Artist of the Month – Iñigo Garrido

Inigo Garrido tells SPAN us about his experience as an artist working in Scottish prisons.

 

 

What is your experience of working in Scottish prisons – past and present?

My experience of working creatively in Scottish Prisons during the last six years has been both challenging and rewarding at the same time. I work with new technologies for creating work and the computers/programs available were very limited when I started. Internet and mobiles phones are still banned for prisoners, but we now have computers and programs that are up to date for graphic design, desktop publishing and video. We have won several awards for STIR during this time and I have seen  remarkable personal achievements made by prisoners, which is truly rewarding. I was also nominated by some prisoners in my group for the’ Outstanding Teacher’ award by the Prison Learning Alliance in 2016, and won it!

What role do the Arts have to play in the criminal justice sector and with people residing in Prisons?

The arts play a very important part in the criminal justice sector because they are capable of reaching those that other disciplines may not reach. People involved in art and creative projects can see their motivation and self-esteem enhanced, which are fundamental for long lasting behavioural change. The arts can also tap into identity and change how we see ourselves  restoring self-dignity and respect, essential requirements of responsible citizens.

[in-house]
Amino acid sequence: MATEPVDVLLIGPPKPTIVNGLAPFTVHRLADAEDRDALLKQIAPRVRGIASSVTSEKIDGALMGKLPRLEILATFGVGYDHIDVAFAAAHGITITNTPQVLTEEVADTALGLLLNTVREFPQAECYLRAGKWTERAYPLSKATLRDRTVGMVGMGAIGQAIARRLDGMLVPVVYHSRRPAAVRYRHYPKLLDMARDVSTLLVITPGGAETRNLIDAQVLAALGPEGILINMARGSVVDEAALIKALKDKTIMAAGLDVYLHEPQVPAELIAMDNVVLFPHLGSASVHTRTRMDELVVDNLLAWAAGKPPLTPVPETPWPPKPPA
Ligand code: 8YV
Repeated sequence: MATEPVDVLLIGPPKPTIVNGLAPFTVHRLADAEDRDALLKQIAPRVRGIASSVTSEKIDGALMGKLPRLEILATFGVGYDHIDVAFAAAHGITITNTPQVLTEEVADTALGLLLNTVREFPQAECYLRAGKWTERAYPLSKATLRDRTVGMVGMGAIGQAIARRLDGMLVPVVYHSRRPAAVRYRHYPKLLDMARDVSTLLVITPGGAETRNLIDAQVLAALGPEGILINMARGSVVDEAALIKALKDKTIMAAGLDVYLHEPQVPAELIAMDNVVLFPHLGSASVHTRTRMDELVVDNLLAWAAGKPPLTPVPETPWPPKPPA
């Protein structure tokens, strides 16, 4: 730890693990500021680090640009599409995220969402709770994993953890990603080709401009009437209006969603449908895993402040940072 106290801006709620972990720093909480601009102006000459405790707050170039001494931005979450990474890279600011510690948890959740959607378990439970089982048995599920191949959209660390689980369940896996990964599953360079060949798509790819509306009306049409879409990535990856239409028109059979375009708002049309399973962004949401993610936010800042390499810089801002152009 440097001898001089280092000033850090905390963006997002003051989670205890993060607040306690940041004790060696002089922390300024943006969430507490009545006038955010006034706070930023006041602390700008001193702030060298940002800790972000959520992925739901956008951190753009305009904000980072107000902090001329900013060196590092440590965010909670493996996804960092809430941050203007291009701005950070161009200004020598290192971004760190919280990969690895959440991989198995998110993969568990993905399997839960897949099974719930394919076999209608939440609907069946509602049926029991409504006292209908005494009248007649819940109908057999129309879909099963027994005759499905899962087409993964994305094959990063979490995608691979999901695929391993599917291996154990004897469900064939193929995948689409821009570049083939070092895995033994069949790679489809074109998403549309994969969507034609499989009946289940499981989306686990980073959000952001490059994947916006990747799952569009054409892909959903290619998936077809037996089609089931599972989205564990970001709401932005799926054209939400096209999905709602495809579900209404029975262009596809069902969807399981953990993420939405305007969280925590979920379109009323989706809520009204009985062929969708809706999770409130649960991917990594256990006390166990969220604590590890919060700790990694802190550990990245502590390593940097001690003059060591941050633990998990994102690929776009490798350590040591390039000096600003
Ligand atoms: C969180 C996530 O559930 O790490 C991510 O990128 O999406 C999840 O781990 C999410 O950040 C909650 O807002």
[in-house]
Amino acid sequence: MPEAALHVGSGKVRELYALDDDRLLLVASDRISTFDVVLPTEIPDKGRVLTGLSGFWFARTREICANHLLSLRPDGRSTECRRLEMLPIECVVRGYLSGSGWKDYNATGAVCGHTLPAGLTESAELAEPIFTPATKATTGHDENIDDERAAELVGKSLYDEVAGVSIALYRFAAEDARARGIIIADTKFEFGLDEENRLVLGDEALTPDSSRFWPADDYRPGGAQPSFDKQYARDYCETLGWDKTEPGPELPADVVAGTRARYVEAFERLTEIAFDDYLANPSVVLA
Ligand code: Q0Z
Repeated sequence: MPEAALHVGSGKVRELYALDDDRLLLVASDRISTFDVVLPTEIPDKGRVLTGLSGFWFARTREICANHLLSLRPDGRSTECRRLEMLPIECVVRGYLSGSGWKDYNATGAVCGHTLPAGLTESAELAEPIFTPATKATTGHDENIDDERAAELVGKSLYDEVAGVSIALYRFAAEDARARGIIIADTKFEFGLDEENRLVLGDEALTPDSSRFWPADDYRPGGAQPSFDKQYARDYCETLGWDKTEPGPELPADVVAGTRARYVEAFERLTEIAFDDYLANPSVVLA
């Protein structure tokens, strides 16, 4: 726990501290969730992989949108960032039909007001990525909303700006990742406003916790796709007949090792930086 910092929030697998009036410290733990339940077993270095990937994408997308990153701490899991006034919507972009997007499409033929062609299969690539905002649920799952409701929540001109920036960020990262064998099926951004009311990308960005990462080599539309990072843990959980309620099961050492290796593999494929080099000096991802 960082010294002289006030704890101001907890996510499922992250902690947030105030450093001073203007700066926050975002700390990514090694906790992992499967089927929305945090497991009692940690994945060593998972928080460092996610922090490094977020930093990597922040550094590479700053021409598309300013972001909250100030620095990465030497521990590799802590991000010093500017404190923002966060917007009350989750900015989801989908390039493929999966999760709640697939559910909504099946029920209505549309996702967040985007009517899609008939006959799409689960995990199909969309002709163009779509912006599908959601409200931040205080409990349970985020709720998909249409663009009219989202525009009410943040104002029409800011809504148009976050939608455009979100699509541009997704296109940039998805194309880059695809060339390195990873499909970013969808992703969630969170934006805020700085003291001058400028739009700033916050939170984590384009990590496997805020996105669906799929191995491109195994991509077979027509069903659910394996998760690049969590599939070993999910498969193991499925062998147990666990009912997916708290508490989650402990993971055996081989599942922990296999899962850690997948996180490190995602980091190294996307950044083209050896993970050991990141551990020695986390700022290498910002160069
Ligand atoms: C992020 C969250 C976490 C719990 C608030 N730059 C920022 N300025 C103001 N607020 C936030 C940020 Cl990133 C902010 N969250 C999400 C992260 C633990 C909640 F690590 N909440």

What impact has your organisation work made whilst working in Prisons either with individuals or a larger group/sector?

While working in Scottish Prisons, I have helped establish the arts magazine STIR, which is now on its fifth year, as well as launching the prison information magazine SnapShotts and forming the Creative Media Group (CMG) in HM Prison Shotts, which carries out publication design commissions and runs the Prisoner Information TV Channel. All of these ongoing projects are run by prisoners for prisoners. To date CMG has worked on creative projects for a variety of organisations including: The University of St Andrews, the Koestler Trust, Creative Scotland, HMIPS, SPS, Citizens Theatre and Theatre Nemo among others. It’s difficult to assess the impact of these projects in a wider sense. However, they all have contributed to make people living in prison able to channel their creativity and find platforms to express themselves.